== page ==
Skip to main content
Premium Trial:

Request an Annual Quote

Jackson Lab Awarded $28.3M NIH Grant to Continue Work on Knockout Mouse Project

NEW YORK (GenomeWeb) – The Jackson Laboratory announced yesterday that it has received a five-year, $28.3 million grant from the National Institutes of Health to continue work on the second phase of the Knockout Mouse Project (KOMP2), an initiative focused on phenotyping a genome-wide collection of mouse knockouts generated by the International Knockout Mouse Consortium.

In 2011, KOMP2 members — including the Jackson Lab, Baylor College of Medicine, and the University of California, Davis — received $110 million from the NIH to kick off KOMP2. That initial five-year effort involved generating and phenotyping approximately 2,500 knockout mice lines.

"Mice and humans share approximately 20,000 genes but scientists have little or no data for more than half of these genes," Jackson Lab researcher and KOMP2 investigator Robert Braun said in a statement. "Deleting individual genes in this way provides valuable clues to the genes' function."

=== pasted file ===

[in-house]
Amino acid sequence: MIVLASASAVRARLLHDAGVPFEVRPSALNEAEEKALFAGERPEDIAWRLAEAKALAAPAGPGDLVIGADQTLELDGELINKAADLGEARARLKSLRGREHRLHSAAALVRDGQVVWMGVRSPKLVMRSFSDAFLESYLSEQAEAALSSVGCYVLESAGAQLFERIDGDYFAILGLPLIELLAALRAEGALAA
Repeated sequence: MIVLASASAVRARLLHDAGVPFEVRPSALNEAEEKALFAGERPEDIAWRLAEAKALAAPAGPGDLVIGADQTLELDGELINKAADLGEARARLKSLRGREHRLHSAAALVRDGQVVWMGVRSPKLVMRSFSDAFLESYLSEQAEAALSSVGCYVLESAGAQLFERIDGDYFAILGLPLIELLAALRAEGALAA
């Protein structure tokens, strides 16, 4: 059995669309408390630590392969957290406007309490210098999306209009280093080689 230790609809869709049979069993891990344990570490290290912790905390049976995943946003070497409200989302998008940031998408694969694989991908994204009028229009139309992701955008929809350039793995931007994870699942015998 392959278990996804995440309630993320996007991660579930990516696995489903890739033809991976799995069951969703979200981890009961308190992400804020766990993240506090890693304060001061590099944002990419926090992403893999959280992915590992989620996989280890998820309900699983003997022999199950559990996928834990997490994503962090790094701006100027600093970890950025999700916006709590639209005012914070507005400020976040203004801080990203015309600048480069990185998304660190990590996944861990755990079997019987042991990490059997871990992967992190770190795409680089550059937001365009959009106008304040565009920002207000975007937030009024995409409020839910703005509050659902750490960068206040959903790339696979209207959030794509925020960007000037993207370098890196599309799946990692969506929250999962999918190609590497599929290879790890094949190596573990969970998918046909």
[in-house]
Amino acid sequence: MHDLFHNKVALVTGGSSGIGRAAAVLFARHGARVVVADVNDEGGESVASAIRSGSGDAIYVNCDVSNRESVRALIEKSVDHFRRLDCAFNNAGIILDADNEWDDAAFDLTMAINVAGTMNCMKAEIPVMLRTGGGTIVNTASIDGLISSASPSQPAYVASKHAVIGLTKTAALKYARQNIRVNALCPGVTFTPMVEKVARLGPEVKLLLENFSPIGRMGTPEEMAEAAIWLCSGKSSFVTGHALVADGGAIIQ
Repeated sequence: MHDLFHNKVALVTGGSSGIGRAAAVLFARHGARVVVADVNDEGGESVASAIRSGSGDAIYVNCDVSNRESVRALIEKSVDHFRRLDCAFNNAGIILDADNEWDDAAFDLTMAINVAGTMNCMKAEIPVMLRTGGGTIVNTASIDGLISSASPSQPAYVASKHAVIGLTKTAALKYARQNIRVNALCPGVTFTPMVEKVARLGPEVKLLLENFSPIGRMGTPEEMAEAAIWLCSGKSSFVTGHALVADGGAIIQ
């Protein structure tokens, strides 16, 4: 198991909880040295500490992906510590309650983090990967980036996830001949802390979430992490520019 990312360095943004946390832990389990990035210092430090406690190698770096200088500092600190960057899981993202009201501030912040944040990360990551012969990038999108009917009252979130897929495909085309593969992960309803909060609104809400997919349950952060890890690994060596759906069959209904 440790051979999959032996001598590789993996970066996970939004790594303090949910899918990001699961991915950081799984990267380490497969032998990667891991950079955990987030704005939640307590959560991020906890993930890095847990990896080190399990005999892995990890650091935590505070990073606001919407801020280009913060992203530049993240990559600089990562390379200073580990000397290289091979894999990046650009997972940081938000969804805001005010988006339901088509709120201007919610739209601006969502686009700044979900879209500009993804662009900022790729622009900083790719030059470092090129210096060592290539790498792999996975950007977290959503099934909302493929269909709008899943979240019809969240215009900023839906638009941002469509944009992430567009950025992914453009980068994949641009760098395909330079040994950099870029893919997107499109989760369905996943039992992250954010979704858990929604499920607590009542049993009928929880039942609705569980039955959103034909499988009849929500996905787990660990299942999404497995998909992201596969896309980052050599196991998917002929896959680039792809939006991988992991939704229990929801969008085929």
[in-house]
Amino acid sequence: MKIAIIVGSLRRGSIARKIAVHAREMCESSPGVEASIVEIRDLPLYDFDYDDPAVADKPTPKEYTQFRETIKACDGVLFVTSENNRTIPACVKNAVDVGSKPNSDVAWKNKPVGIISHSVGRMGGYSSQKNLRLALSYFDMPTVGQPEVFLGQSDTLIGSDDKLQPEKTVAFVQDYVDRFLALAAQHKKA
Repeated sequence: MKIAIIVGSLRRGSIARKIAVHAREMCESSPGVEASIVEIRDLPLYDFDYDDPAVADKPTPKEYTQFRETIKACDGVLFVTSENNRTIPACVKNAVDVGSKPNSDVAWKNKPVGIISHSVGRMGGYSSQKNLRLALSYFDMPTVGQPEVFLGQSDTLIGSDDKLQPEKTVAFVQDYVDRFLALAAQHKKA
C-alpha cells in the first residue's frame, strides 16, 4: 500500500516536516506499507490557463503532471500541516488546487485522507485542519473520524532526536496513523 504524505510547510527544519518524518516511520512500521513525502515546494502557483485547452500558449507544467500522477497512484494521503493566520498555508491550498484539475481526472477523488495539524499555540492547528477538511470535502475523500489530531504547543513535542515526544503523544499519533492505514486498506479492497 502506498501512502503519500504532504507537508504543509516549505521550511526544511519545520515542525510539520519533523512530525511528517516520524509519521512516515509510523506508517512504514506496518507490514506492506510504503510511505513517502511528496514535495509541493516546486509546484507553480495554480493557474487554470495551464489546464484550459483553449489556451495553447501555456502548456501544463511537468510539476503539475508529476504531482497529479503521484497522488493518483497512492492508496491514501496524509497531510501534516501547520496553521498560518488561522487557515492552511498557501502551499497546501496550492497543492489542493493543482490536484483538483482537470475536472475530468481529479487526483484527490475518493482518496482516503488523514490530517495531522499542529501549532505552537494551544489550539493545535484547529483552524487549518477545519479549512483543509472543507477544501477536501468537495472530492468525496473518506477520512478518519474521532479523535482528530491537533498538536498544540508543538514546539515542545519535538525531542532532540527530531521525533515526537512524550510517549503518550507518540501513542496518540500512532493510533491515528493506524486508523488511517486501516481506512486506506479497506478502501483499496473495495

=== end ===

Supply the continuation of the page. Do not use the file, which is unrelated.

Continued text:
Under the newest grant program, the Jackson Lab will work with two research consortia led by UC Davis and Baylor generating and phenotyping additional knockout mouse lines. According to Braun, this work will take advantage of CRISPR-Cas9 genome editing technology, which wasn't available for the previous KOMPs.

Jackson Lab researchers will also assess the body weight and composition, as well as metabolic, physiological, behavioral, and cognitive parameters for each of the new mouse lines at several age points.

The mice and the data generated from KOMP2 will be made available to the broader scientific community, the Jackson Lab said.